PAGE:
July 2, 2017.  8,458 acres. Containment status increased to 90%. No increase in acreage and minimal fire behavior observed.  Fire crews conducted patrolling, mop-up and repair operations. Additionally, repair work included building water bars, smoothing out berms and repairing fences cut during fire suppression efforts.  Aerial recon flights with infrared imaging equipment checked various areas for heat signatures. The Temporary Flight Restriction or TFR was lifted over the fire.  The NW Team 11 unit transitioned over to a local Type 3 IMT on Monday, July 3, 2017.

This was the final fire update.


June 27, 2017.  The Spartan Fire was a second fire that ignited on June 26.  It was located five miles SE of Wenatchee with the same fire fuels.  160 firefighters were assigned including handcrews and dozers.  4,500 acres. 10% contained.  Active fire spread to the southwest.

170626 Spartan Fire

A USFS handcrew preps to work overnight on the Spartan Fire. Photo taken on June 26, 2017. (Credit: Holly Krake/USFS)

June 28, 2017.  No update.

June 29, 2017.  The fire grew to 9,000 acres scorched and had a 60% containment status.  It was now located nine miles SE of Wenatchee.  There were 50 personnel assigned.   Fire Officials were happy to report that all containment lines held and no new fire growth overnight. Crews were tasked with actively monitoring potential hotspots and patches of unburned grass within the fire perimeter.

170626 Planning

In order to lead and organize their fire crews, Interagency fire managers must work together to come up with a plan. Here they are working together doing just that. Spartan Fire on June 26, 2017. (Credit: Holly Krake/USFS)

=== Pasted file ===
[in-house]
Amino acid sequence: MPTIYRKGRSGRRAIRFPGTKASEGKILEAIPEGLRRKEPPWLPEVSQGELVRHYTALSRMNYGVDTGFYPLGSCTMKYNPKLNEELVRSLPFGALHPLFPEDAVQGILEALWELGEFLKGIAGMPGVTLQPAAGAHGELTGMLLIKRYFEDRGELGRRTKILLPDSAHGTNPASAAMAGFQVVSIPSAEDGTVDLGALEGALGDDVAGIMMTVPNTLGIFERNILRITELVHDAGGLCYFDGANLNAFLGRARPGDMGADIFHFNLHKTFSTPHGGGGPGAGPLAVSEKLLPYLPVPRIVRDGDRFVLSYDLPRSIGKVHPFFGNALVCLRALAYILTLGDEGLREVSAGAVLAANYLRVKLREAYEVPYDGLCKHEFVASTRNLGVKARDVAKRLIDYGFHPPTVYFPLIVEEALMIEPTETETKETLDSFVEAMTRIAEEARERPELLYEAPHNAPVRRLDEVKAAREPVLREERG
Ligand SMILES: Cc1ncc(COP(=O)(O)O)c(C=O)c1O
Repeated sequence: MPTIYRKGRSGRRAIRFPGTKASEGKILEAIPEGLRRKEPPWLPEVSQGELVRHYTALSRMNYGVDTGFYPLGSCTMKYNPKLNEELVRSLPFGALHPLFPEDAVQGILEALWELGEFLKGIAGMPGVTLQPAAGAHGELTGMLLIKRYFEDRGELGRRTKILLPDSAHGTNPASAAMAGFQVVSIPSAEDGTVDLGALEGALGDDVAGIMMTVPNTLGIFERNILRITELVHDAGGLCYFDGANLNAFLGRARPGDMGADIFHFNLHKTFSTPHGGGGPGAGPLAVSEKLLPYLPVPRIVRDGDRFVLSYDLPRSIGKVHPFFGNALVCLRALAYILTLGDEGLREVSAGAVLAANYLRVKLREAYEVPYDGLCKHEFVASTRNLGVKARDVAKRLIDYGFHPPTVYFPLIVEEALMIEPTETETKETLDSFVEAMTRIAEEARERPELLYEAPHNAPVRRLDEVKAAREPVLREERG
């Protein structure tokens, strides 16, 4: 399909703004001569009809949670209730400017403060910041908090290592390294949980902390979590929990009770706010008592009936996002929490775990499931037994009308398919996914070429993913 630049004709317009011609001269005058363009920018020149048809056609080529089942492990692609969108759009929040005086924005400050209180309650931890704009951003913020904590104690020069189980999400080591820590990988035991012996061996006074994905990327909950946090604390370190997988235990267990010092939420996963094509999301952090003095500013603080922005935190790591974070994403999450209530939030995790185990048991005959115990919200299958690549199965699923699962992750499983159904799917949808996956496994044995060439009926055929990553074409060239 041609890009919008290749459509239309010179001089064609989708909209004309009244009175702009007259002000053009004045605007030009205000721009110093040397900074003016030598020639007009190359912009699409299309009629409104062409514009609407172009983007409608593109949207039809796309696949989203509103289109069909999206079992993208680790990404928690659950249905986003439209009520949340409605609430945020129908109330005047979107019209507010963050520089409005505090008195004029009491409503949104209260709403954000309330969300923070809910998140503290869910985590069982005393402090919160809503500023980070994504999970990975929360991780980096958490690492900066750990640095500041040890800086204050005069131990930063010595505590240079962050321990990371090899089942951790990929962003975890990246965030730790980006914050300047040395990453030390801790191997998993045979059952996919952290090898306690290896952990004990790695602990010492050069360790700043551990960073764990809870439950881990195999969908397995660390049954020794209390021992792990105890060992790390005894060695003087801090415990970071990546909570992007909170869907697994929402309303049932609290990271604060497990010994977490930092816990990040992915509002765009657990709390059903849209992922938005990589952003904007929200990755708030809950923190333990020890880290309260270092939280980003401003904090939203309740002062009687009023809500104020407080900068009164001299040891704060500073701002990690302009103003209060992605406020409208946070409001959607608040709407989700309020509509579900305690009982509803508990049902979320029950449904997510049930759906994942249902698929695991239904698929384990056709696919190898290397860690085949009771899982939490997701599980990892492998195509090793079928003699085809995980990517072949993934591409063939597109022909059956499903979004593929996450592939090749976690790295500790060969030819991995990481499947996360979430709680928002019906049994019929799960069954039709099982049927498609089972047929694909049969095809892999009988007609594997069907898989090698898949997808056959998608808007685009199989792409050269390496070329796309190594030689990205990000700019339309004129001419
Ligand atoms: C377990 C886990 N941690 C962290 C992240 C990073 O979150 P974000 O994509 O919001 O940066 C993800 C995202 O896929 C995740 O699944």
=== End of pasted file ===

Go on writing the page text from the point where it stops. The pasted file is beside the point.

June 30, 2017.  Fire activity showing minimal activity and that all containment lines continue to hold.  Crews were tasked with patrol and to begin repairing of fire line used during suppression efforts.  Two 24-hour shifts of fire crews have been assigned.

July 1, 2017.  The fire was deemed to have a 100% containment status and listed 8,730 acres burned.  Fire command was turned back over to a local fire jurisdiction which included Chelan FD and WA State DNR) at 0600 on Saturday.  This would be the last fire update from NW Team 11.

170629 Retardant Drop

Fire suppression from the air assists those on the ground as well, Without this resource would make ground crews’ jobs much more difficult.


Multiple fire agencies came together for a single purpose – put the wildfire out.   The Incident Cooperators for this event was the BLM, Chelan County Office of Emergency Chelan Co OEM), Chelan County Fire District 6, Chelan County Sheriff Office and WA DNR.


On June 29, 2017, Grant County had Level 2 evacuations in order for residents in parts of NW Quincy and southwest of Monument Hill.  Douglas County would instill Level 3 orders for those along the Palisades Road corridor and at the Hwy 28 Junction.  Level 2 were in effect for the Trinidad area along Mansfield Rd.  A church and the Humane Society opened their doors for people and their pets, as shelters.  Chelan County issued Level 1 orders for the Colockum Road, Kingsbury Road, Moss Carr Road, Ingersoll Road and Tarpiscan Road.

On June 30th, all evacuation orders were lifted.


Smoke impacts on June 29, 2017 were expected to spread to the east towards Quincy and reaching possibly to the furthest areas such as Spokane and Moses Lake.  It was likely that the light canyon winds would push up  the smoke into the Wenatchee Valley.


FIRE FACT: In 2017, there were a total of 2,079 human-caused wildfires burning 262,328 total acres in WA & OR. OR: 906 fires, 172,887 acres WA: 1173 fires, 89,441 acres  year-to-date.

is everything.


All Fire Images not listing a Photo Credit underneath are due to multiple images used by the same Photographer/Source.  We give full photo credit to WA DNR – SE Region via Inciweb.  All photo credits have been given to the best of our ability.  We give KUDOS to the men and women behind the camera showcasing firefighters in action from the air and on the ground.

[Source:  GACC/NWCC]

(c) 2017 NW Fire Blog